The Tsilhqot'in decision and the future of British Columbia: an exchange between Ken Coates and Gordon Gibson.

AuthorCoates, Ken
PositionABOROGINAL ISSUES

Well, Gordon, it is easy to see where you stand on the question of Tsilhqot'in land rights:

The Supreme Court's Tsilhqot'in Nation decision marks a very dark day for the economy of British Columbia. A new era of chaotic jockeying will open among First Nations, governments and resource proponents, casting a pall over a basic economic driver of the province.

The rest of your June 30 commentary in the Globe and Mail is not as alarmist in tone--you do make it clear that the governments of Canada and British Columbia have to take decisive action--but you are one of many observers who believe that the Tsilhqot'in judgement has the capacity to derail the economy of B.C.

I am with you on several key points. The responsibility for major movement rests with government. In this instance, the Tsilhqot'in put their faith in Canadian law and have been rewarded for their confidence in Canada. It is also clear that First Nations in British Columbia (and other nontreaty areas) have the ability to stop resource development in its tracks, through both procedural and legal means. However, I am much more confident than you that viable and sustainable solutions will be found, and sooner than you anticipate.

Let's start with an obvious but often ignored point. The government of British Columbia earned this outcome by ignoring Aboriginal land and resource rights for generations. First Nations have been asking for decades for the British, Canadian and British Columbia governments to recognize what most other Indigenous peoples came to see as their right to recognition of their land rights and the negotiation of treaties.

In the 1850s, Governor James Douglas of the British colony of Vancouver Island, and later also of British Columbia, had a simple plan. The Colonial Office had instructed him to attend to the needs of First Nations in the colonies. The former Hudson's Bay Company officer knew the Aboriginal peoples in the area well and understood their attachment to their territories and their extensive harvesting activities. He ordered his officials to establish reserves and set aside village sites and surrounding lands for their permanent benefit. Realizing the pressures on agricultural lands on Vancouver Island, he also started treaties with some of the First Nations. Although the treaties were far from comprehensive, they provided several of the island nations with a small measure of assurance that they would have a permanent place in the evolving economy and society of the region.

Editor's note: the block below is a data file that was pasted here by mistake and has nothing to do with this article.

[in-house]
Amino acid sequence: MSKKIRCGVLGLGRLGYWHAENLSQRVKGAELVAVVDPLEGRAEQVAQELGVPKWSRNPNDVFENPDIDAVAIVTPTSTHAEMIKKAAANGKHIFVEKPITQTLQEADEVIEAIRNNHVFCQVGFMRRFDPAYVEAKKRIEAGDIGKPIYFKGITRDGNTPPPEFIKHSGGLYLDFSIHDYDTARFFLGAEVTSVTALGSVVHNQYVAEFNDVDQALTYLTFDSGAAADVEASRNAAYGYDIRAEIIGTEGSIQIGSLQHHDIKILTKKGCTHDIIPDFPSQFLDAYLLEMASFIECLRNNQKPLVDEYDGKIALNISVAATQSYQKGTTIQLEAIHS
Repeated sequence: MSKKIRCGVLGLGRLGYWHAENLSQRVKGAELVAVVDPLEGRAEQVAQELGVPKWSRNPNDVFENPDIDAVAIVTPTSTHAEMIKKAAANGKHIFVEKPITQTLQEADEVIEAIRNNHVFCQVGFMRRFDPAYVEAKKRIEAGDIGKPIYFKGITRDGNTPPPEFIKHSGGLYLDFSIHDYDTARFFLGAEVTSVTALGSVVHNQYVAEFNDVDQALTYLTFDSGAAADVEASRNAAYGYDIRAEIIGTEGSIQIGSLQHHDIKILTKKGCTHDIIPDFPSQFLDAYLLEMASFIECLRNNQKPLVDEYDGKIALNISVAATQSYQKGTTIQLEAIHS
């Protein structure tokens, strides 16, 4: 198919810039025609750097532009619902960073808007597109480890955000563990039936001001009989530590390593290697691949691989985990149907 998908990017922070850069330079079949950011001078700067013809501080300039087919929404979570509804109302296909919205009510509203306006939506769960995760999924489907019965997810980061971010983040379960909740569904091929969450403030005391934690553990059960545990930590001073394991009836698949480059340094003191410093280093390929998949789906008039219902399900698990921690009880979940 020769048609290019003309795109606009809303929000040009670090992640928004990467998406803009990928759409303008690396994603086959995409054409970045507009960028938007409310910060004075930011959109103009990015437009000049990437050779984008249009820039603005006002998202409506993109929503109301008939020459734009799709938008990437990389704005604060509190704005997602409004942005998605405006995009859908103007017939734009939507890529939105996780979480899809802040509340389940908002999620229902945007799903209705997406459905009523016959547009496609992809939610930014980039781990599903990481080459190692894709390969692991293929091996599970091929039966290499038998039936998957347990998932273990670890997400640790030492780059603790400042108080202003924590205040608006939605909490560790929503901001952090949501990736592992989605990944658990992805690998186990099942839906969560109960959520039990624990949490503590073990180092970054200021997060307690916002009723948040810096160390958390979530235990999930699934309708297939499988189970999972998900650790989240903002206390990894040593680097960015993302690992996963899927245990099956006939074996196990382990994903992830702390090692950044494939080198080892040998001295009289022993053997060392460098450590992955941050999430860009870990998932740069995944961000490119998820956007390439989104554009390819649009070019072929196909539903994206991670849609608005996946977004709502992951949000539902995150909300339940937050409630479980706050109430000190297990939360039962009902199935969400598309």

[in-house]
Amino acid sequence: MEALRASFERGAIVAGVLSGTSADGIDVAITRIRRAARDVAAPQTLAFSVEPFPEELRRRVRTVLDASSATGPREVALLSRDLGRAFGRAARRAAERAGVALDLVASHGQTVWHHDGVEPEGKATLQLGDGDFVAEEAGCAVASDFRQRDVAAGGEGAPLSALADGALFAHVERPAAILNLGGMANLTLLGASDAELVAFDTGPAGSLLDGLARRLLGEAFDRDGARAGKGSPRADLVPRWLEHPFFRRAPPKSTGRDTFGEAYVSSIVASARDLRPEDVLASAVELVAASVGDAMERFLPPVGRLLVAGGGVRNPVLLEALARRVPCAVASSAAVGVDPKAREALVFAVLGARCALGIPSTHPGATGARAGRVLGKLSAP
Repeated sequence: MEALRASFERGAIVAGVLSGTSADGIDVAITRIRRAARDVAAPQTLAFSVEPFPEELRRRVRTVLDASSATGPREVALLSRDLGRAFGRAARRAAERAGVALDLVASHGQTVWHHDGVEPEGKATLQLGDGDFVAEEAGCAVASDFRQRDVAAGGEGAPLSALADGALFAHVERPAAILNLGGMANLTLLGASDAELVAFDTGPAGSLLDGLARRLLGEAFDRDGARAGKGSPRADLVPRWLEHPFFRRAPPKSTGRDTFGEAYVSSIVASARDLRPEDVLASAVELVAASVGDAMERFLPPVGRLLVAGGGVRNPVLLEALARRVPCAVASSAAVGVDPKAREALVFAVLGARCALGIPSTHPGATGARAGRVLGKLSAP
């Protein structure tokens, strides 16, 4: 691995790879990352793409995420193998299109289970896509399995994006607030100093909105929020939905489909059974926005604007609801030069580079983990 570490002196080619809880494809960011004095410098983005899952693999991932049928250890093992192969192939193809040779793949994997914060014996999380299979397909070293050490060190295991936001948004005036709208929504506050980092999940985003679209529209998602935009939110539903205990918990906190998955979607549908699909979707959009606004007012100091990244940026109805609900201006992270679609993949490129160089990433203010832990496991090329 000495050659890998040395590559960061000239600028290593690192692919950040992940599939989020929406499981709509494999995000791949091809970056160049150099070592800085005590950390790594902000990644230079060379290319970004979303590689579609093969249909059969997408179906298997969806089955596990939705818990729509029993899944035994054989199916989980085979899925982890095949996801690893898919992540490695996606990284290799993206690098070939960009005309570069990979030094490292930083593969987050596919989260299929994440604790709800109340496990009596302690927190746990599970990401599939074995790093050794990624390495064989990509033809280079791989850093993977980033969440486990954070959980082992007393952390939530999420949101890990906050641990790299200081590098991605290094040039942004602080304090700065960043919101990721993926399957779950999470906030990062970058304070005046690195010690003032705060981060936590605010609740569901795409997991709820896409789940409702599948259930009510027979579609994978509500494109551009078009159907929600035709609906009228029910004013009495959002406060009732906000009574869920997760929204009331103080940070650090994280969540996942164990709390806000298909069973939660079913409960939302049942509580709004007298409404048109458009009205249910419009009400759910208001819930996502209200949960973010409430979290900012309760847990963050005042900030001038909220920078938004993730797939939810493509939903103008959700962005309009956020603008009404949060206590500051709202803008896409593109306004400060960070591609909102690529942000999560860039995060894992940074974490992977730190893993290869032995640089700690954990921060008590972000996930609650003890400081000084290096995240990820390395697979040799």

Despite his repeated efforts to mobilize government officials, Douglas's intentions were foiled. Reserves were set aside for the First Nations, but colonial and, after 1871, provincial officials found various ways to undermine the goals established by Douglas and subsequent governors and later embedded in the Terms of Union for British Columbia and the initial B.C. Land Acts. Two subsequent commissions--the Indian Reserve Commission of 1876 and the McKenna-McBride Commission, launched in 1913--looked at the existing Indian reserves in British Columbia but stopped well short of addressing the many Aboriginal demands and rights. Indeed, many of the existing reserves were reduced in size through these processes.

You and many British Columbians know about this pattern. The B.C. government ignored First Nations requests for respect for land rights. Government after government argued that the Royal Proclamation of 1763 did not apply in the province. Provincial politicians held themselves aloof from the Aboriginal political and legal issues evolving in the rest of the country. There is a reason that many of the major Supreme Court decisions on Aboriginal rights in Canada--White and Bob, Calder, Sparrow, Gladstone, Haida, Taku and now Tsilhqot'in--were launched by First Nations in British Columbia. With the provincial government stonewalling, the courts offered the only reasonable route for rights-seeking First Nations.